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June 23, 2018

Saturday Gardening Thread: The Science is Shifting [KT]

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After reading about the attempted coup news of the day, nice to have my Shangri la --- the real world we fight to maintain.

Welcome to the first official week of Summer 2018 on the Gardening Thread! It is weeks like this that I appreciate The Horde. We get some great things in the mail. It's been a wild week for me. Haven't gotten to all of them. Sorry about the short thread. But The Horde supplied the ideas and/or photos which follow.

Wildflowers in the Wild and in the Garden

Cumberland Astro has some friends in Texas who are interested in Indian Paint Brush and Indian Blanket. One of these is an easy summer garden flower. The other is not so easy, and may be better in a wild setting, unless you are doing a meadow or something, because it is a hemiparasite. But it brings up an interesting topic: changes in botanical names.

As a result of developments in the science of genetics, a few decades ago, the Figwort Family, formerly very large, was decimated. Most of its members were moved to other families. Even snapdragons, formerly considered to be models for the family. That is because genetic evidence was more powerful than similarities in plant structure. Changes in botanical names continue at a slower pace today. They remain disconcerting to gardeners. Don't get me started on "Chrysanthemum".

But still, botanical names are less confusing than common names. Especially of wildflowers, as Cumberland Astro has noted. I think the Indian Paintbrushes pretty much retained their genus and species names when they switched families.

Indian Paintbrush

Here is a photo of Scarlet Indian Paintbrush, Castilleja coccinea, one kind of Indian Paintbrush for which seed is offered. It is an Eastern species, though there are many more species in the West. It is apparently pollinated primarily by the Ruby-throated Hummingbird.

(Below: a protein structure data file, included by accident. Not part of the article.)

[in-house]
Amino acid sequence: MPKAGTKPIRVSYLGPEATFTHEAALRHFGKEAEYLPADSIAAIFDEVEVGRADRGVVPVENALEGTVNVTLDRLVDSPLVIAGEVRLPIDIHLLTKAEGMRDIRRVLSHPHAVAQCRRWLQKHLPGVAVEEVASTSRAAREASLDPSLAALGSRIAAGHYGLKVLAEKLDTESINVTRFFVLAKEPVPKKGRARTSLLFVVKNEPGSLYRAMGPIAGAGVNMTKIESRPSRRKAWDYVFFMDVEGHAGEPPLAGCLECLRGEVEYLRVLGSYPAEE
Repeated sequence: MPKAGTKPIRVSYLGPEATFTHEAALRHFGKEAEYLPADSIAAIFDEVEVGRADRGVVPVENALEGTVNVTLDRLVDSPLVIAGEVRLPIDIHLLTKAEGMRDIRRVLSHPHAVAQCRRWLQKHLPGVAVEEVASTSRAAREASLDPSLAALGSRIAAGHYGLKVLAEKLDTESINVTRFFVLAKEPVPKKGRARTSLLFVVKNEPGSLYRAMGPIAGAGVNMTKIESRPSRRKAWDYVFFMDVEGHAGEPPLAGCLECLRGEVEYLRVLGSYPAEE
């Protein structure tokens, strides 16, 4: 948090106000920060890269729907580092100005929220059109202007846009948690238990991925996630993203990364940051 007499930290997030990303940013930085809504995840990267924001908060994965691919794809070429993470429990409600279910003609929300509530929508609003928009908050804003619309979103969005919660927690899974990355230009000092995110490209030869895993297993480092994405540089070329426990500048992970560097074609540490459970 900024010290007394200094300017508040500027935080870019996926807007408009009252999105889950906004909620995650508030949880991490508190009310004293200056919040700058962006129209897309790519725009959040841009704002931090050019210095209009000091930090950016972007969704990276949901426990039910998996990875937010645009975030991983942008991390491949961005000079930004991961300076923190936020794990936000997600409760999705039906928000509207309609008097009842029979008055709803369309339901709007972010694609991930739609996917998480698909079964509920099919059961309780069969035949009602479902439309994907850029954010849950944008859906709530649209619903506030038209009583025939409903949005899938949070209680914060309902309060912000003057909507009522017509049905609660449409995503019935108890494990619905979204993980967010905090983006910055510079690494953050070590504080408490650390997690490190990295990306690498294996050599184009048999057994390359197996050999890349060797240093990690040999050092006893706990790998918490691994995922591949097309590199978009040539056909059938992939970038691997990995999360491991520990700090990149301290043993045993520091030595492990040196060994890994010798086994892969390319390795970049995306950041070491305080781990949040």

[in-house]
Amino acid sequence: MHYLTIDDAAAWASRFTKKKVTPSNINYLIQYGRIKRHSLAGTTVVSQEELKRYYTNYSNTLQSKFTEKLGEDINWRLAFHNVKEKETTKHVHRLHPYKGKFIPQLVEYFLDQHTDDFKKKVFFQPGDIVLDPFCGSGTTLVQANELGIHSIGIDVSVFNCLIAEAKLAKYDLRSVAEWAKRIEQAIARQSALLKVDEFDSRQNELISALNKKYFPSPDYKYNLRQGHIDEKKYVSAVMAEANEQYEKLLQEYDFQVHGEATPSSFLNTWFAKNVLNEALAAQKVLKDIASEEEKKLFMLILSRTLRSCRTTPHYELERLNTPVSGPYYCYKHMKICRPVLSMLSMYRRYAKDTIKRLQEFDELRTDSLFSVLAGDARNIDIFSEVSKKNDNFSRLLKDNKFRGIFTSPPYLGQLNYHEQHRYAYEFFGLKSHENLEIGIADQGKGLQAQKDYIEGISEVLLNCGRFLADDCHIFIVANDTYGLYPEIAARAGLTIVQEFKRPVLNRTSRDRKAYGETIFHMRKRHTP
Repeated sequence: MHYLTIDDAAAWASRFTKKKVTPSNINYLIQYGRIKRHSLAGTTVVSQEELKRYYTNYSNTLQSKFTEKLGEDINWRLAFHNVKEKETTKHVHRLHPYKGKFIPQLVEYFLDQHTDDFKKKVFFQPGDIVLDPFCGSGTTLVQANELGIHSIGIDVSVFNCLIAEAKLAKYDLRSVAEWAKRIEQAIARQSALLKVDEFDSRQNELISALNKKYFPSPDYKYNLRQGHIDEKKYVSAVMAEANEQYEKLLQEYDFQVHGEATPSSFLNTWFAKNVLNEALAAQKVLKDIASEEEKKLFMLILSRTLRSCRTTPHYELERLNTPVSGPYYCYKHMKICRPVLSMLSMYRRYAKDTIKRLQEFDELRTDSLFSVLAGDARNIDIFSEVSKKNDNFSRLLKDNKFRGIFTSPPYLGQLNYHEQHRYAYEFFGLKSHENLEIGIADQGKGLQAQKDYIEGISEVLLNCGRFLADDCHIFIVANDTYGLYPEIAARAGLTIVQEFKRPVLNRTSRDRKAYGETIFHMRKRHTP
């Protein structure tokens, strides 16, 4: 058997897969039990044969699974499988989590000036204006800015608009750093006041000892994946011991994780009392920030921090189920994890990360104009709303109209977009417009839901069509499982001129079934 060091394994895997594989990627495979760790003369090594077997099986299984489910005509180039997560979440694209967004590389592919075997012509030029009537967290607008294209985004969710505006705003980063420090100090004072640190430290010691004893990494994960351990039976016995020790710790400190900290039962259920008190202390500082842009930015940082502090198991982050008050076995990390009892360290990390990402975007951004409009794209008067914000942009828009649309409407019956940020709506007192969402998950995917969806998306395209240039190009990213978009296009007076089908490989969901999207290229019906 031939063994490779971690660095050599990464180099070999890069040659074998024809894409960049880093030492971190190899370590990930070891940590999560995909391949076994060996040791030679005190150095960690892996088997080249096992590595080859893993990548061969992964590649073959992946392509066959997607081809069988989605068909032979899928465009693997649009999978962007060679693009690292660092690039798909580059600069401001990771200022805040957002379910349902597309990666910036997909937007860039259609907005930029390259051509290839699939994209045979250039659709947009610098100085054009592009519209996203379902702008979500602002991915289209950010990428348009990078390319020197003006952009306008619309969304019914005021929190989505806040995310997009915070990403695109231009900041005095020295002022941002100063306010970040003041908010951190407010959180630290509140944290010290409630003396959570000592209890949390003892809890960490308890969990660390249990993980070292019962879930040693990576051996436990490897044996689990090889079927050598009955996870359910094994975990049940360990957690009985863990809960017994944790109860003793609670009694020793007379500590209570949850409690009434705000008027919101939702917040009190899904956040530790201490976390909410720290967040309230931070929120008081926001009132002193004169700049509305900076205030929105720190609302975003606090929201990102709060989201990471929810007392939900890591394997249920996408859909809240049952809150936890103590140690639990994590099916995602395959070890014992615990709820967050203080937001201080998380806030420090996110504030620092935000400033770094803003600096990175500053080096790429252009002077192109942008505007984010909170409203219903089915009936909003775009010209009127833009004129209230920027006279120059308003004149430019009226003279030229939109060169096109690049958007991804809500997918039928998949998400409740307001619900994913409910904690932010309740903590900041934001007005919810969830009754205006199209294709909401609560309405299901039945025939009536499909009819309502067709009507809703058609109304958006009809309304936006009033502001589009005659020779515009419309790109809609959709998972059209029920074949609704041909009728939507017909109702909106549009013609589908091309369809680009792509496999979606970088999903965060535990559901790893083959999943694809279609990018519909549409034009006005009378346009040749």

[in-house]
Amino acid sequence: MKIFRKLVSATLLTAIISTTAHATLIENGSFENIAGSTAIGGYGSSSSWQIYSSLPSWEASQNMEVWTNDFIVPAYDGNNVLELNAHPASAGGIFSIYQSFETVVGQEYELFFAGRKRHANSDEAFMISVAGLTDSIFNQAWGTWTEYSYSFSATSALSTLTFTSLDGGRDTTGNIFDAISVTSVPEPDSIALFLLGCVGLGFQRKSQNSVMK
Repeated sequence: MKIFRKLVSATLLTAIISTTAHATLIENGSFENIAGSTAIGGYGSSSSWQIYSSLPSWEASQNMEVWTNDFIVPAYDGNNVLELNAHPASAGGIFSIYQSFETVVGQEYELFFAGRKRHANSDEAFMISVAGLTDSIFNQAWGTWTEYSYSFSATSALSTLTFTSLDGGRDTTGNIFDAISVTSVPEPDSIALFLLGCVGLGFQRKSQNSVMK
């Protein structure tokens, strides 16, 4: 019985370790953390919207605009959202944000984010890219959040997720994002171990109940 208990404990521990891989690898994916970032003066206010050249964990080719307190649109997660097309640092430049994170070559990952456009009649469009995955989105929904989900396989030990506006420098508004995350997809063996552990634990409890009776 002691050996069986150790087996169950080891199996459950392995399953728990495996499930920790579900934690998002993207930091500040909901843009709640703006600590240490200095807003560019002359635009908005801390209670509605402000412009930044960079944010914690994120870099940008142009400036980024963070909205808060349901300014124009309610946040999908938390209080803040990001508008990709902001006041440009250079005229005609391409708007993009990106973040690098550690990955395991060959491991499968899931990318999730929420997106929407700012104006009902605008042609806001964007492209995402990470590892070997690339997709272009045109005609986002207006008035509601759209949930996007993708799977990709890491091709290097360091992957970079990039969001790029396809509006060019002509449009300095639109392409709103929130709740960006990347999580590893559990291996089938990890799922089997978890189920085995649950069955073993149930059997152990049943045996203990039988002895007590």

If you will be starting Indian Paintbrush in a container, good hosts for many hemiparasitic species include low-growing grasses and sedges like Hairy Grama, Blue Grama, Buffalo Grass, Common Oak Sedge, Sweet Grass, and June Grass. With a knife make a 2" deep cut at the base of the host plant. Sow seed in the cut, making sure seed is not more than 1/8" deep. If host is transplanted at sowing time, the cut is not needed because damaged roots will be available for attachment by the parasite. You may also try sowing hemiparasitic and host species seeds together at the same time. To add hemiparasitic species to existing sites, scatter seed on soil surface (rake in if seed is large) in late fall.

The Forest Service says that this species is found in Texas as well as in more easterly states, though their map doesn't show Texas in its native range. I expect that planting instructions would be similar for other species found in Texas and elsewhere. The Forest Service did provide some other information:

Ironically, this plant was used by Native Americans as both a love charm in food and as a poison used to against their enemies, as this species is known to have toxic properties.

Indian Paintbrush is known to concentrate selenium if it is in the soil. This might account for beneficial properties in small amounts and toxic properties in large amounts.

Owl Clover

As an aside, I was surprised to find that Owl's Clovers, which were never real clovers, has been re-classified into the same genus as Indian Paint Brush. They grow around my house where the land is not cultivated for a season and grasses take hold. They are also hemiparasites.

See the little owls peeking out of the flower? More photos of Owl's Clovers and Paintbrushes at the link.


Fields of Owl's Clover are sometimes seen in places where this plant and its host plants don't get much competition: deserts, alkali flats, sand dunes, etc. They often seem to bloom after their host plants have dried up for the season.

Indian Blanket

In contrast to the hemiparasites above, Indian Blanket, Gaillardia, is a pretty easy summer garden flower to grow in much of the country. This genus is in the Aster Family. There are several species in North and South America. Sometimes it is called 'Firewheel'. Below is G. pulchella, which is found in Texas and much of the Southeast.


Photo by Rhododendrites - Own work, CC BY-SA 4.0, Link

Garden hybrids are mostly called 'Gaillardia x grandiflora'. I like 'Arizona Apricot' and the red solid color ones.


Gardens of The Horde

We have been getting some lovely flower photos, but not many veggie photos yet this season. Some nice veggie commentary in the comments though.

Ever wondered what turnip flowers look like? This is what turnips look like the second year. I've eaten my share of turnip blossoms. They're the yellow ones. The blue ones are vetch. Don't think I would eat those flowers. These were grown by Illiniwek, who has the means to dig them under.


Looking forward to some photos or tips from you, too.

If you would like to send information and/or photos for the Saturday Gardening Thread, the address is:

at g mail dot com

Include your nic unless you just want to be a lurker.

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posted by Open Blogger at 12:45 PM

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